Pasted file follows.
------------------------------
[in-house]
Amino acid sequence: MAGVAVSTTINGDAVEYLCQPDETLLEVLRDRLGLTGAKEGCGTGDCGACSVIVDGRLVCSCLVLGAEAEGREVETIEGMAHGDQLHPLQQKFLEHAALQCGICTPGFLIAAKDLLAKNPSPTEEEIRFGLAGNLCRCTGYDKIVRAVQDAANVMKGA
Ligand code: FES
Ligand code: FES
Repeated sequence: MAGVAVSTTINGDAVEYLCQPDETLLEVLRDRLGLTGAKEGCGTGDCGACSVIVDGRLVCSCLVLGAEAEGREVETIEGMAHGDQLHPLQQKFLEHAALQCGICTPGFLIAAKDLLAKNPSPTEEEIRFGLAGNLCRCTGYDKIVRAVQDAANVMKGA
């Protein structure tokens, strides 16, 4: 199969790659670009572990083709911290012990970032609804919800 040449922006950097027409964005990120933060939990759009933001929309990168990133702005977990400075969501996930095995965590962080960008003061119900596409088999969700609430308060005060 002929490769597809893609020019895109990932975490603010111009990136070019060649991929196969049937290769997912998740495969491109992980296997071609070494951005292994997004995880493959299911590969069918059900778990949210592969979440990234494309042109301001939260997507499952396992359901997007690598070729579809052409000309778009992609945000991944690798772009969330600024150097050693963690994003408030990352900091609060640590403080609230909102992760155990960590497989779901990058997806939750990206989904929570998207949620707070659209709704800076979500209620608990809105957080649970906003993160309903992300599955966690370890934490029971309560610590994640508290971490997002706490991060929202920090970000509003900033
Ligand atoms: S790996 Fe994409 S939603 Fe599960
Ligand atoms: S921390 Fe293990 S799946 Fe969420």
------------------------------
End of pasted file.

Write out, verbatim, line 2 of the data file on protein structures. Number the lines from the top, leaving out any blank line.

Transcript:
Amino acid sequence: MAGVAVSTTINGDAVEYLCQPDETLLEVLRDRLGLTGAKEGCGTGDCGACSVIVDGRLVCSCLVLGAEAEGREVETIEGMAHGDQLHPLQQKFLEHAALQCGICTPGFLIAAKDLLAKNPSPTEEEIRFGLAGNLCRCTGYDKIVRAVQDAANVMKGA